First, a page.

Haosai Wang at Boyd Watterson Asset Management said his firm uses foot traffic data from Placer.ai to understand return-to-office trends at assets they own. “Before Placer.ai, we would ask a property manager to sit at an office building for a day and count how many people go into the office. Using Placer is definitely a more scientific method.”
Brigham Dallas, Owner and CEO at Hello Sugar, a wax and sugar salon chain recently started using demographic and consumer spending data from AGS to inform their site selection process. “We added 50 locations in the last 12 months. Seeing the demographic and customer segmentation data on a map has been super helpful for us to expand our territories more strategically,” says Brigham.
Industrial real estate
Since the Infrastructure Investment and Jobs Act was signed into law at the end of 2021, industrial and infrastructure developments such as EV charging, data centers, and renewable energy have accelerated across the nation.
Compared to commercial real estate, the site selection criteria of industrial developers are often more complex and harder to gauge with intuition. While it's possible to estimate which roadways have busier traffic by driving around, it’s much harder to understand where water or natural gas lines are without displaying the data on a map.
Sean Kiernan is the co-founder and COO of EV Realty, a charging infrastructure developer for commercial EV fleets. He comes from the solar development world and has embraced location data since the start of his company. He led the development of an internal tool that takes in datasets such as vehicle traffic, electricity transmission lines, and zoning information and generates a proprietary site score to help his team evaluate a site quickly. “The value of the tool is to eliminate the noise — areas you don’t want to go. Then you get to a manageable size of opportunities and can apply rigorous analytics to figure out what’s good and what’s great.” says Sean.
Multifamily real estate
Multifamily real estate developers and investors have historically taken a much more “broad strokes” approach when it comes to working with location data. They use the education, income, and family size data of an entire submarket to approximate the demographic mix of their project. In comparison to commercial real estate investors, they are typically less focused on the data of a specific intersection or block at the hyper-local level.
This is starting to change as developers adapt to a new environment shaped by the revitalization of urban areas post-COVID, domestic migration from higher-cost coastal areas to lower-cost areas, and shifts in family formation and home-buying behaviors.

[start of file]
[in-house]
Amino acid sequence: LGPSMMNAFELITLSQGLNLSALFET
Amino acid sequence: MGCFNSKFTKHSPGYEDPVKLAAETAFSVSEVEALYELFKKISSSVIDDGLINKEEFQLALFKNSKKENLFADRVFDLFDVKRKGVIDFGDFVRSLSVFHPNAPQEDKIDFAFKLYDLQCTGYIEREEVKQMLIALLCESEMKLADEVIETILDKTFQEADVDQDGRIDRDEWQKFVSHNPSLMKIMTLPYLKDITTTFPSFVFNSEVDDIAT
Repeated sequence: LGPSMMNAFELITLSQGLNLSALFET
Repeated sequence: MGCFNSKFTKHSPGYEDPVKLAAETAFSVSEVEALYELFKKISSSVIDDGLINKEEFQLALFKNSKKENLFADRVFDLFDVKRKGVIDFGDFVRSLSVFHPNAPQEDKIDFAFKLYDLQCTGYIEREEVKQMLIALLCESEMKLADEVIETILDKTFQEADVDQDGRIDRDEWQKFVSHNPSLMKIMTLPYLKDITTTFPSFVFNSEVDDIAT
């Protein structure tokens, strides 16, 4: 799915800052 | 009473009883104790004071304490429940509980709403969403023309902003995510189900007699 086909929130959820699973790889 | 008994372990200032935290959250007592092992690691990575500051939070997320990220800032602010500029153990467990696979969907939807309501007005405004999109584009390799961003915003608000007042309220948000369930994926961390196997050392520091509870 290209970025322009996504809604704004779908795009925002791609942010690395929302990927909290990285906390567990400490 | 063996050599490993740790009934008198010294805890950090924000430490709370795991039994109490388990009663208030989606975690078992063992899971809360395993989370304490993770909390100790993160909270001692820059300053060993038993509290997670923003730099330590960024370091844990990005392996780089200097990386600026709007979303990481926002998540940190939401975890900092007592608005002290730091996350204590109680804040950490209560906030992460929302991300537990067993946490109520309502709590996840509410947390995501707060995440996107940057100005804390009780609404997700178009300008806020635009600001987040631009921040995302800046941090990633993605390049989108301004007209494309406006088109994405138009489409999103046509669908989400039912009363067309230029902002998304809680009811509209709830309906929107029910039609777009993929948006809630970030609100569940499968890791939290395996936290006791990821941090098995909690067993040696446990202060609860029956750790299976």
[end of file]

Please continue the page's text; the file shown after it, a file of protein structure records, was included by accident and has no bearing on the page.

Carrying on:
Roy Chen, Head of U.S. Real Estate at Gopher Asset Management invests in multifamily developments across the Southeast region. “Traditional real estate data such as rent comps and sales comps are lagging indicators of consumer behavior and are no longer sufficient for us to understand population migration within the U.S. This is why we use alternative data sources like demographic and foot traffic to help us predict the performance of submarkets we are entering into,” says Roy. His team uses the data for due diligence, unit mix design, and educating investors about new markets.
While location data is powerful, up-front investment and team buy-in are needed to figure out the right datasets and tools and incorporate them into a firm’s day-to-day workflows. Here are a few examples of use cases where real estate firms can gain an edge by investing in location data:
Learning about unfamiliar markets: for firms expanding into new geographies or working with international LPs, location data helps them learn about a market quickly and communicate their thesis to stakeholders.
Emerging asset classes: emerging real estate uses ranging from renewable developments to ghost kitchens have new site selection and investment criteria, and location data helps investors and operators iterate their playbooks quickly.
Rapidly growing businesses or large deal pipelines: firms deploying assets at scale, such as building an EV charging network or rolling out a franchise nationwide, need to make a large number of location selection decisions from an even larger pool of options. Location data helps firms to filter out the noise so that they can focus solely on the good options.
“Data-driven decision-making” has long become a part of today’s corporate speak. Real estate as an industry has not been at the forefront of using data, largely due to the inaccessibility of location data and the complexity of decision-making in the physical world. There are reasons to believe that with the emergence of new datasets and analytics tools, this is changing.
While physical site visits are here to stay, a new generation of real estate decision-makers might take out an iPad on a site tour, look at the story the location data tells them, and run a back-of-envelope calculation in a couple of taps. Ultimately, location data is a tool to help real estate firms make more efficient and smarter decisions, making our physical world a more thriving and prosperous place.